f) A memo from Village Engineer Dan O’Connor, recommending a building permit extension for 25 Grant Street. Trustee Brennan made a motion to approve the extension, seconded by Trustee Kane, unanimous vote in favor.
CITIZEN PARTICIPATION-Agenda Items
a) Fran Allen, 7 Finney Farm, stated that she is concerned about the series of letters from the Audubon Society that were not responded to; the Audubon have been wonderful neighbors and they have allowed the Village to re-route a trail through Brittan Brook. Ms. Allen also questioned how conservation easements are handled in the Village; she suggested they are not being monitored or handled as they should. Ms. Allen suggested that someone should identify where easements are, such as putting up monuments or markers as is done on corner lots. Ms. Allen inquired on how it is monitored so people are not encroaching on easements and is there a number of years before an easement lapses; they may be in danger of losing some easements. Ms. Allen added that sending violations to various Boards puts these Boards in a poor position and encourages violations and then asking for permission. Mayor Schmidt replied that the Village takes these violations seriously; that is one of reasons behind hiring an additional staff member in the Engineering Dept; they need to make sure these easements are in a deed when the property is sold. He agreed that it is a good idea to mark these easements and he will take a good look at this. Village Manager Herbek replied that there are hundreds of other easements the Village has and it would be difficult to put monuments along each of these easements, however, this can be done for conservation easements.
b) Michael Goetz, 13 Irving Ave., regarding Mayo’s Landing, asked what the agenda for that designation was. Mayor Schmidt replied that they have a couple of resolutions on the agenda tonight; first adopting the idea of a conservation area and then designating Mayo’s Landing as part of that. Michael Goetz added that his concern is that his son was with his dog which was not on a leash, went into the water and was in violation; this is one place he can run and go swimming with dog; he spent time cleaning the area up last year and last summer was the worse for disturbances and had non-residents using the area plus added debris. He stated that it is it very clean right now; he feels that there is no erosion there and may not need any plantings. Trustee Konig suggested he listen to the resolutions as a lot of these issues are being addressed.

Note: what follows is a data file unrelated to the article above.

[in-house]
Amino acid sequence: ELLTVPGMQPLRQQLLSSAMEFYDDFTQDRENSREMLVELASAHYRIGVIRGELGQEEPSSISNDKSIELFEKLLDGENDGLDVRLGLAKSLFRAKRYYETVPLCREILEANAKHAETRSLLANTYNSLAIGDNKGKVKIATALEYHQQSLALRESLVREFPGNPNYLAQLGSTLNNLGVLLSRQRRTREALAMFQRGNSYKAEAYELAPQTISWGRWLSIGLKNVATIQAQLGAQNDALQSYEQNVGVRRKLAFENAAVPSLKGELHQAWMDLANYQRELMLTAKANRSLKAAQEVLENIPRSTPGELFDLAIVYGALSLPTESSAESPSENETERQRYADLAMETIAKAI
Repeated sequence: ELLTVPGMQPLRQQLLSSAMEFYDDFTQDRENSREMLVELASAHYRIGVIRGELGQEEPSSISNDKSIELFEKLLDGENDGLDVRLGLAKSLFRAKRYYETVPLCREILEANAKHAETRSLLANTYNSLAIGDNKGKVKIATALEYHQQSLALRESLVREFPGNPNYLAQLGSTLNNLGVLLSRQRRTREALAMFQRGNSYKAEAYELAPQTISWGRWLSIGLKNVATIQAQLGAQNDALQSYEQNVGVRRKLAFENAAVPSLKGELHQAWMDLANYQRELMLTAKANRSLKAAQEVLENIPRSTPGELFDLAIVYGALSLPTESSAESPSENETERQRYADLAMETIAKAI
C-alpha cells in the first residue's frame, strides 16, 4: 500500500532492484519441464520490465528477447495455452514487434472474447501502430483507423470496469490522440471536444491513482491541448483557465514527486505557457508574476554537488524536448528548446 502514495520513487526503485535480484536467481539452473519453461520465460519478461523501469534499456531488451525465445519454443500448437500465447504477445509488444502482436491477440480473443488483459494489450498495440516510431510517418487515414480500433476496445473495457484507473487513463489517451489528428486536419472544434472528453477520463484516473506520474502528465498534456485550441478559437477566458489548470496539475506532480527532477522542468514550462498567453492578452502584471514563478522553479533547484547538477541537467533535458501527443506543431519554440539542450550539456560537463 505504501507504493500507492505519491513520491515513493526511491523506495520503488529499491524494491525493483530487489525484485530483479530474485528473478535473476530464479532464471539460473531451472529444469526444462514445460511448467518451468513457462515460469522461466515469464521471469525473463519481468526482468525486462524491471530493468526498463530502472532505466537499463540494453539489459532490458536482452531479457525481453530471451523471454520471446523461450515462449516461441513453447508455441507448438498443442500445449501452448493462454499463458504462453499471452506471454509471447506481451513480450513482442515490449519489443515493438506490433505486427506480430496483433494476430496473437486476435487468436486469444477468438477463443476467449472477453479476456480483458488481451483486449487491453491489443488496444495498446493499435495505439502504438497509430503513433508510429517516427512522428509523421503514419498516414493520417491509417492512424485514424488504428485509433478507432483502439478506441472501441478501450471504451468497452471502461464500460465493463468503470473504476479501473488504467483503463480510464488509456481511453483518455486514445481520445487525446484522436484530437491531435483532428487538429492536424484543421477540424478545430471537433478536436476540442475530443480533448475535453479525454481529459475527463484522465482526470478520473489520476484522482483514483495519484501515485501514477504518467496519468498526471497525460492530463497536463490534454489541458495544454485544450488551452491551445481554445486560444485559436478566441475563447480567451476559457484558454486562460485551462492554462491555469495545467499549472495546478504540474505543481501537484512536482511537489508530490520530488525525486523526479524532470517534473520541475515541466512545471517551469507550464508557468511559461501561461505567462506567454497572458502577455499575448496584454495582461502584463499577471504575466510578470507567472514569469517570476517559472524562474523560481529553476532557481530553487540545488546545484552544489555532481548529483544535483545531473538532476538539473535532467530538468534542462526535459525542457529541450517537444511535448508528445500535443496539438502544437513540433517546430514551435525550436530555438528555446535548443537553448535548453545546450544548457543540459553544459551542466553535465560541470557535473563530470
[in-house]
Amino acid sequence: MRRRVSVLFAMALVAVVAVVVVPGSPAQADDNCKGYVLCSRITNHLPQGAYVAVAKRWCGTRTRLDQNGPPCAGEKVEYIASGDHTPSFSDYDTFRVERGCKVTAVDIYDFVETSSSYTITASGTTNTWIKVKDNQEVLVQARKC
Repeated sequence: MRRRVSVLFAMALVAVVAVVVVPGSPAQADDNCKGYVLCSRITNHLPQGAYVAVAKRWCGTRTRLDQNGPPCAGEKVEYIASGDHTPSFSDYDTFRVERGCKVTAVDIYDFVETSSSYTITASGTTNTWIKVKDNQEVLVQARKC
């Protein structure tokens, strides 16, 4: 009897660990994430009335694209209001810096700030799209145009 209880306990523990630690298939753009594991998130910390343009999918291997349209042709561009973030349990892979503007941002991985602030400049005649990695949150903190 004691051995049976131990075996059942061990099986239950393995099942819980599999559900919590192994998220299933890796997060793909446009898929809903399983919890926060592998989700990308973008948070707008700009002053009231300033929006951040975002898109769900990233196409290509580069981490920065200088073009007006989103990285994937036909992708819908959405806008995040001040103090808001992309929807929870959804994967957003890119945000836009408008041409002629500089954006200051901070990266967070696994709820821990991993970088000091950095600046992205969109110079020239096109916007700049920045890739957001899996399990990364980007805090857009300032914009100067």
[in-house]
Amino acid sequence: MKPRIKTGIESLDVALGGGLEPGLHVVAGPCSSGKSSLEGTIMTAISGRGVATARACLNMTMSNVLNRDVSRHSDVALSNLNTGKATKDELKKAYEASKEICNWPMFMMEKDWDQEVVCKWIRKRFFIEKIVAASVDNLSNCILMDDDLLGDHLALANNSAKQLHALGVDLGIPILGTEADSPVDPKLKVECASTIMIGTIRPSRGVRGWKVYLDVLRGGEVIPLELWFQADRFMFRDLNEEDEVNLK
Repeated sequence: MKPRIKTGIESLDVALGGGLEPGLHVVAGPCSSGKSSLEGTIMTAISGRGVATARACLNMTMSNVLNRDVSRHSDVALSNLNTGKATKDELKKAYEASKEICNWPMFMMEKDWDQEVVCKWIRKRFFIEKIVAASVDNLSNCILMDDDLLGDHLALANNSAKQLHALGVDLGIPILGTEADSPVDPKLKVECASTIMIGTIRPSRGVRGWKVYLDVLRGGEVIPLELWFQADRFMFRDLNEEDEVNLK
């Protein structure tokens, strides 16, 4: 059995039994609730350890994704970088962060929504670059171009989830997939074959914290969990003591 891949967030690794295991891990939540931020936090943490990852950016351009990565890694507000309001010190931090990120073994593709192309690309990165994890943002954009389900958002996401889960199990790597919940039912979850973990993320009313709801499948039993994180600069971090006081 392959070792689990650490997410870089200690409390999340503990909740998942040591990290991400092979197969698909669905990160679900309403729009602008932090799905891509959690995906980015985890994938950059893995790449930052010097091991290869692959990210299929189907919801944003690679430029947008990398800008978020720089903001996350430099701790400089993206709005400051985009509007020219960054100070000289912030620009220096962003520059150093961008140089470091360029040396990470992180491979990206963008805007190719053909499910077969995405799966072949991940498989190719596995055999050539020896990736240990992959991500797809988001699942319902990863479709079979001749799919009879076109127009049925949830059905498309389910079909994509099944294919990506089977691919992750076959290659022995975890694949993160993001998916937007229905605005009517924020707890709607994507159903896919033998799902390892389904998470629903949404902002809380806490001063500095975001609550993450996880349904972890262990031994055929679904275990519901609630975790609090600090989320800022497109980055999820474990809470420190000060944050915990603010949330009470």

c) Phyllis Morrow, Nordica Dr., regarding Mayo’s Landing, stated that when Finney Farm was sold to Hudson National, they were not supposed to cut down many trees, but it was not monitored as it should have been and many trees were taken down; Mayo’s Landing is in danger because issues have been ignored; the area should not be used more than it can appropriately handle; the biggest problem is an invasion from people from long distances coming in caravans of cars; it is asking a lot for police or neighbors to monitor. Ms. Morrow added that her idea is for the Village to put up a temporary sign closing it for one season for conservation; she cannot sanction swimming without proper supervision and facilities; she didn’t move to Nordica Drive to have police go up and down the street or a lot of traffic. She suggested no parking from Memorial Day to Labor Day on the Mayo’s side of the street. She added that she has suggested free passes for Croton residents for Croton Point Park after 4 pm to accommodate those who work and return home later in the day. Ms. Morrow added that there are incidences on the police blotter of vandalism and indecent exposure. She and her neighbors have had hundreds of cars turning around in their driveways; they all do not want to shut down use of the Croton River, but use it appropriately. She asked what can be done to stop people from coming down there without putting undo burden on police or those who live there. Trustee Konig replied that the meetings addressed many of these issues and the resolutions encompass these issues; the decision was to not put a fence there for the season, but the way it should work is like an invisible fence; with these things in place, the patrol boat and checks by police, they expect to see a big improvement down there. Ms. Konig added that there is a big effort on the part of the Board and Staff to make this commitment and asked Ms. Morrow and her neighbors to give it a try. Mayor Schmidt added that they’ve listened to a lot of residents who live there; this is a middle of road solution and the Police, the Recreation Dept. and the Village have made a commitment to keep an eye on this area; it is a first step and they have every intention to make this area secure and an asset to the community.